I fling my pillow at her.

‘Please shut up.’

And I pull the other pillow over my head.


His front door is ajar, the smell of bacon luring me in.


He swings his head to where I’m standing behind him.

‘Hey! I didn’t hear you come in,’ he says, sounding a bit croaky.

‘Sorry. Didn’t mean to sneak up on you. But your front door was open.’

He nods, turning back to the cooker. And now I come to look at him more closely, he looks a bit rough too.

‘Are you alright? You look a bit peaky?’

‘Mm. Didn’t sleep brilliantly, and woke up late.’ He rubs his hair. ‘Actually, if you wouldn’t mind taking care of things in here for a minute I’d like to get in the shower?’

‘Oh, I see how it is. I have to make my own breakfast, huh,’ I smile at him, teasing him.

He flashes me a smile of his own. But he does look a bit tired.

‘Hey, is everything alright? It’s not Mary, is it?’

‘No. No, mum’s fine. It’s nothing like that. I probably just need a shower to set me right.’

And with that he leaves me to the bacon. I put the pan in the oven on a lower heat, to keep it warm until he’s finished, and cut the bread into slices. I know my way around his kitchen. For one thing, it’s exactly the same as ours, because all these flats are built to the same layout. And for another, this is where Sam’s mum used to teach us to cook. Sam was always the better pupil than me – for cooking, anyway.

I think about how he’s living here on his own now that his mum’s gone into residential care. He was a late baby. Mary must have been in her early forties when she had him. It was the final straw for the marriage and Sam’s never really known his dad. His two older brothers had left home by the time me, mum and Alice moved into these flats, and I hardly know them. Once Sam had taken to tying us up together, Mary had taken me on as the little sister Sam didn’t have, showing us both how to cook and sew and grow things in pots on the windowsills.

She’s had a series of strokes lately. That’s why she’s had to go into a care home. I haven’t seen her for over a year, and I suddenly and rightly feel very guilty about that.

‘I thought you’d have already eaten?’

He’s back, wearing different clothes to earlier, his hair wet and dripping down his neck.

‘I was waiting for you to get through your beauty routine and pretty yourself up.’

We both carry the food to the table, sit down to assemble our own sandwiches. He has brown sauce. I have red.

‘Bacon is the reason I’ll never be able to go vegetarian,’ I say, my mouth full.

‘I hear you.’

‘Is everything ok, Sam? Aside from lack of sleep, I mean?’


But I know him well, and I’m not convinced.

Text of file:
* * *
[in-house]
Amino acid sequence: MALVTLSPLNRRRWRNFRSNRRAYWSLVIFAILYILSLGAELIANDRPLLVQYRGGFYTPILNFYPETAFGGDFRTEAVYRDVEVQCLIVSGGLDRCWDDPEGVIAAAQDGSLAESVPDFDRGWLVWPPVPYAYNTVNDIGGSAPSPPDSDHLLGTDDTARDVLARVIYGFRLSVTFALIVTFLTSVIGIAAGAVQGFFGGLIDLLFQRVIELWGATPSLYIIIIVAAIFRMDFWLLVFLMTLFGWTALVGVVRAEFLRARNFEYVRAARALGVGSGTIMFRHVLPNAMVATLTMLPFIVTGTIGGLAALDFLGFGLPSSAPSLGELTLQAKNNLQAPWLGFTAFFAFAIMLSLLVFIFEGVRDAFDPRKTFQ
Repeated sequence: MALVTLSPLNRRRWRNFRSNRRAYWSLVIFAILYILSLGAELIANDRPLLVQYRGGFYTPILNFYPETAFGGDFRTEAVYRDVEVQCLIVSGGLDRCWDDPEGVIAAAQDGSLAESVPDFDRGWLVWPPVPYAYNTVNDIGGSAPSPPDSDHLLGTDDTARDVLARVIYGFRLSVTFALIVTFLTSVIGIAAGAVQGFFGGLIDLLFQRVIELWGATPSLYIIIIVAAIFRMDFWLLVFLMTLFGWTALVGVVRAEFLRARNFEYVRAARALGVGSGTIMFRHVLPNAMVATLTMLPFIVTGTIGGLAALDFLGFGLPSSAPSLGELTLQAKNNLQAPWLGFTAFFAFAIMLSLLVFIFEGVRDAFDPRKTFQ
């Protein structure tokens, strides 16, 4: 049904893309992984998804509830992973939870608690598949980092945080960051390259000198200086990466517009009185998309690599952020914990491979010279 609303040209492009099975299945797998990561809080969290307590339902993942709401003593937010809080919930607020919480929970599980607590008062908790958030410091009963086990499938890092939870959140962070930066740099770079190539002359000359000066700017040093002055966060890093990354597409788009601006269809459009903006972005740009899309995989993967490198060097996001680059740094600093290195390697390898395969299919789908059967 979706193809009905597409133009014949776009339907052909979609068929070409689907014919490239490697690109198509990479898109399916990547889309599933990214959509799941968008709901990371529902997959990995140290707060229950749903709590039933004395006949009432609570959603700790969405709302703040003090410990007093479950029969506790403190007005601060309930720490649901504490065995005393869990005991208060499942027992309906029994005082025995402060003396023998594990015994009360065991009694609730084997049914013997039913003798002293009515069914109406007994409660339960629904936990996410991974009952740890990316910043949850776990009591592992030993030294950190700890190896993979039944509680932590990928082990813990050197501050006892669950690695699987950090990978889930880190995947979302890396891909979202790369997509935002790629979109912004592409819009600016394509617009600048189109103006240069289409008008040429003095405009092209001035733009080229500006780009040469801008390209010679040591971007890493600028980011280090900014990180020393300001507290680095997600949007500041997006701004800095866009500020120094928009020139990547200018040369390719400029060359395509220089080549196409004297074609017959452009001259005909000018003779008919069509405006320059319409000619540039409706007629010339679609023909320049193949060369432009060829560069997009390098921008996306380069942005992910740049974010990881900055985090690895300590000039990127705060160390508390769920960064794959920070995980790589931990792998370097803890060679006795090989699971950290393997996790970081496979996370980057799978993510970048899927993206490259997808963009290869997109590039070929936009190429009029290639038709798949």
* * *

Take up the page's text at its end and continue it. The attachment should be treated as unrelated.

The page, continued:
‘Are you sure? How is Mary?’

‘Mum’s ok, actually. Not bad. It’s better for her being in the care home than here. And it has nice gardens which she really likes, as you can imagine.’

‘I’d like to see her. How often do you go?’

‘I was thinking about driving out there tomorrow. Or Sunday. Except Sundays is usually when Sean and his kids go to see her. Do you want to come with me? She’d love to see you. She’s always asking after you.’

‘I’d love to. Yeah, let’s do that, so long as we’re making good progress with the decorating.’

‘Slave driver.’

‘You know it.’

‘You want any more of this?’ He points to the remaining bacon.

I shake my head and watch him fold it into a slice of bread. He eats twice as much as me. Probably because he’s twice the size of me. He shot up when he was thirteen, sending Mary into despair at how quickly he needed new clothes and shoes. That’s really when our mums got friendly – when my mum had taken Mary to one of the clothing swaps she used to organise for our church, and Mary’d been able to find jeans and trainers for Sam she could afford to buy. After that, they’d become fast friends – the Irish Catholic mammy and the Jamaican matriarch. Funny pair, they were.

‘So what is it? You’re not yourself, somehow. Is everything ok with Alyssa?’

I’ve surprised him. We don’t really talk to each other about boyfriend/girlfriend stuff. It’s been out of bounds, somehow. But I’m curious. And maybe a little high from the bacon. Whatever. The question’s out there now, and I wait for him to finish his mouthful.

‘Yeah, it’s fine. But we broke up, you know.’

‘No. I didn’t know.’

He shrugs.

‘Sorry to bring it up. I just assumed you were still together.’

I feel bad now. He’s chewing on the inside of his mouth – a sure sign he’s not happy.